The 2017 vintage in the Pacific Northwest
As usual the 2017 vintage was unlike any other. The season started relatively late with cold temperatures and with most regions reporting bud break two weeks behind “normal”. The growing degree days through bloom followed the long-term average and after bloom the season was still about two weeks behind normal. One important feature this year was the high level of soil moisture from the very wet winter: Portland had the longest rainy season on record with 145 days in a row with precipitation for a total of 45.5 inches of rain during the winter. High soil moisture lead to happy vines creating large canopies across the Northwest which promoted disease pressure and demanded lots of vineyard work to avoid canopy congestion.
Post bloom the weather got seriously warm with several 100 degree days triggering some sunburn on exposed fruit. The heat stayed on until mid-September though it was moderated across the Northwest by smoke cover from the many forest fires in the Cascade Range and in the Columbia Gorge. I remember a day where the high temperature forecast was for 103F but the temperature only got to 88F due to the smoke cover. While there are some regions reporting some smoke taint, we have not seen any in any of our wines so far. The combination of hot days (photosynthesis stops above 95F as vines close their stomata to preserve water) and smoke cover likely did not help the vine “catch up” and consequently harvest did not really start until early to mid-September in Washington and early October in Oregon.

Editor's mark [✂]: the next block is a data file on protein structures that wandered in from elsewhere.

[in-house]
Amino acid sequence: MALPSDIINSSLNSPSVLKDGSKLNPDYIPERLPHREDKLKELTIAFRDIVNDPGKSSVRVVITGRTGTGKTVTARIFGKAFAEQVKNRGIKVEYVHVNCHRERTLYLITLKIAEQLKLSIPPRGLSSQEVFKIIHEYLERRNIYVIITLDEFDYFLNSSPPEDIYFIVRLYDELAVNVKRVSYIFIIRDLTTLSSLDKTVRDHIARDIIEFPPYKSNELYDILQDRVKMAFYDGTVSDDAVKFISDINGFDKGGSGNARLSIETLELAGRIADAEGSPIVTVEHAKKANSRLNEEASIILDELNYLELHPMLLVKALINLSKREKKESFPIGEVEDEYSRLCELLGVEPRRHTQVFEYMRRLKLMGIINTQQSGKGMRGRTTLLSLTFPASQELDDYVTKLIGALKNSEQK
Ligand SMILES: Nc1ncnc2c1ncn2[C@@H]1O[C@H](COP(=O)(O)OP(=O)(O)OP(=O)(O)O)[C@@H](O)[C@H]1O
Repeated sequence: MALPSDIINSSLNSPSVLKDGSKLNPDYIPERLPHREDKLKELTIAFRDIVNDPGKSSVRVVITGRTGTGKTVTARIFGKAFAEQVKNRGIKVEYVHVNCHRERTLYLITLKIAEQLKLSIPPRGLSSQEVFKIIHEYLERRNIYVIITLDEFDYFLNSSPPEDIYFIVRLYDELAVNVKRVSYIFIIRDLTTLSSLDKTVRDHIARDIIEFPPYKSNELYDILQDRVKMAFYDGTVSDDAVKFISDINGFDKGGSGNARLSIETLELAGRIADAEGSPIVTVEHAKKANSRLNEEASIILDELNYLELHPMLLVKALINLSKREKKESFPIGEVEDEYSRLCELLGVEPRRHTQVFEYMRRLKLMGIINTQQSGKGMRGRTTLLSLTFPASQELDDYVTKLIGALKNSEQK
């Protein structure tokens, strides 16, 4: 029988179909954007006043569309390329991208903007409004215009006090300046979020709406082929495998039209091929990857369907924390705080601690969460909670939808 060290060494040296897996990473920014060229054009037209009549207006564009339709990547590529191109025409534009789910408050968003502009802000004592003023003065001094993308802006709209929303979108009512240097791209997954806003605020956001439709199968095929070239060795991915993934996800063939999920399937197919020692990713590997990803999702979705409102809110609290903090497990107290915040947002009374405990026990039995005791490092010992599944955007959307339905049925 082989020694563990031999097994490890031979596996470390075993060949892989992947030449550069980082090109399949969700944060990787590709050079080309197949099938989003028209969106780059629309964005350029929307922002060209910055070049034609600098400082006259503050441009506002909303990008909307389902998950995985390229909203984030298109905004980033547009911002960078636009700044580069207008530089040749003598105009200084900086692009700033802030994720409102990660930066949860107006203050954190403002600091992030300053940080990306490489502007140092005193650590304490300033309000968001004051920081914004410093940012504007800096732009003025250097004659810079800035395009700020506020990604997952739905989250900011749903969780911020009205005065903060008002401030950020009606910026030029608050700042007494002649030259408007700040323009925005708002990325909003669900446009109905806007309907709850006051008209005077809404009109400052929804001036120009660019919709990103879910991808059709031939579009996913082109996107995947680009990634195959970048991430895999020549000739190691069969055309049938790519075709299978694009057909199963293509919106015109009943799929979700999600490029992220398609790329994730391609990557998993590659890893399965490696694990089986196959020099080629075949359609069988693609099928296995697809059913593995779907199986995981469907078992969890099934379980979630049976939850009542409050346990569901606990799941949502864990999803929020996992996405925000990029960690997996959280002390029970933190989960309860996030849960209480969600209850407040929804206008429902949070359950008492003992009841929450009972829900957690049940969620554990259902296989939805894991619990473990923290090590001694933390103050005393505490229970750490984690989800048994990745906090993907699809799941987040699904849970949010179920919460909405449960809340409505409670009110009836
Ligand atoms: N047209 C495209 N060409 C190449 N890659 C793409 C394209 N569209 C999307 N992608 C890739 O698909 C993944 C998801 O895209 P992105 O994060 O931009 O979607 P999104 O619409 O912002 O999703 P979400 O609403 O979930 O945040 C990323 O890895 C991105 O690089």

Starting mid-September, the outside temperatures dropped (see the flattening of the GDD curve above) but the precipitations were minimal allowing for a timely harvest. Eastern Washington was probably a little easier to manage due to the lack of rain and the small yields though we had a few cold night toward the end of October. Western Oregon had to navigate high yields and frequent rain events which made for a trickier harvest. The harvest was longer than usual finishing the week of the 6th of November.
In Washington, the conditions were perfect for bad Botrytis, sunburn and small yields. Overall, we have picked the whites early to minimize rot and maximize what we thought would be a low acid vintage. The Rieslings are beautiful across the board; the reds waited as much as possible and Cabernet Sauvignon in particular came in very late and we are happy with the quality of the wines and amazed by the soft tannins. I would rate Washington 2017 as a very good vintage though quantities were smaller than usual.
In Oregon, the conditions were much more difficult due to what will likely be historically high yields. The fruit was very tired by harvest with high botrytis pressure and some sunburn. The whites are good to very good with excellent flavor development (Pinot Gris will be delish). The Pinot Noirs are a little weak right now and we will need to see how they clean up and age in the next 6 months – for sure this will be a more delicate vintage than 2016 or 2015.
Our first 2017 to be bottled from Oregon will be the 2017 Pinot Gris which will be released in early January 2018. Our first 2017 from Washington to be bottled will be the 2017 Ramos vineyard Gewurztraminer in mid February. I hope you will enjoy this vintage that taste more like a cool vintage despite what the growing degree days would suggest.